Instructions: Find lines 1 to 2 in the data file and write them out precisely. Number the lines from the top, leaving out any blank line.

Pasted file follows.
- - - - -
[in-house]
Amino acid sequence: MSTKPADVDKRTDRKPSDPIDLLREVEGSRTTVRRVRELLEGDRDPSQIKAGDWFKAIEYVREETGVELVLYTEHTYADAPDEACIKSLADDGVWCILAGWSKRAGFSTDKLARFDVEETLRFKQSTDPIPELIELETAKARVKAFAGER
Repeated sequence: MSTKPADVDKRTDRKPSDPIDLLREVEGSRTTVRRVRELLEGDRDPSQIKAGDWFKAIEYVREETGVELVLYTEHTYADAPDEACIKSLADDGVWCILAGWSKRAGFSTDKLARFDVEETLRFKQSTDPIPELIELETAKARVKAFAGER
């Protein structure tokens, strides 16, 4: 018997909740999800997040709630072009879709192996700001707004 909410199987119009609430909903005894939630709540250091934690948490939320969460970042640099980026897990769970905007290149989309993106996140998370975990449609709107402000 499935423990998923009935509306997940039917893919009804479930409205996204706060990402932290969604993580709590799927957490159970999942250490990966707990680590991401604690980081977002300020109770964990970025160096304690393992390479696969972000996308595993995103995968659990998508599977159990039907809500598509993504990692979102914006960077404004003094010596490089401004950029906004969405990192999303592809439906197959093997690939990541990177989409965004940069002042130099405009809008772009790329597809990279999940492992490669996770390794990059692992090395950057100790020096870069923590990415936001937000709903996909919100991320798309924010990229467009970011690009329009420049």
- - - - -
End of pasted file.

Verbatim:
[in-house]
Amino acid sequence: MSTKPADVDKRTDRKPSDPIDLLREVEGSRTTVRRVRELLEGDRDPSQIKAGDWFKAIEYVREETGVELVLYTEHTYADAPDEACIKSLADDGVWCILAGWSKRAGFSTDKLARFDVEETLRFKQSTDPIPELIELETAKARVKAFAGER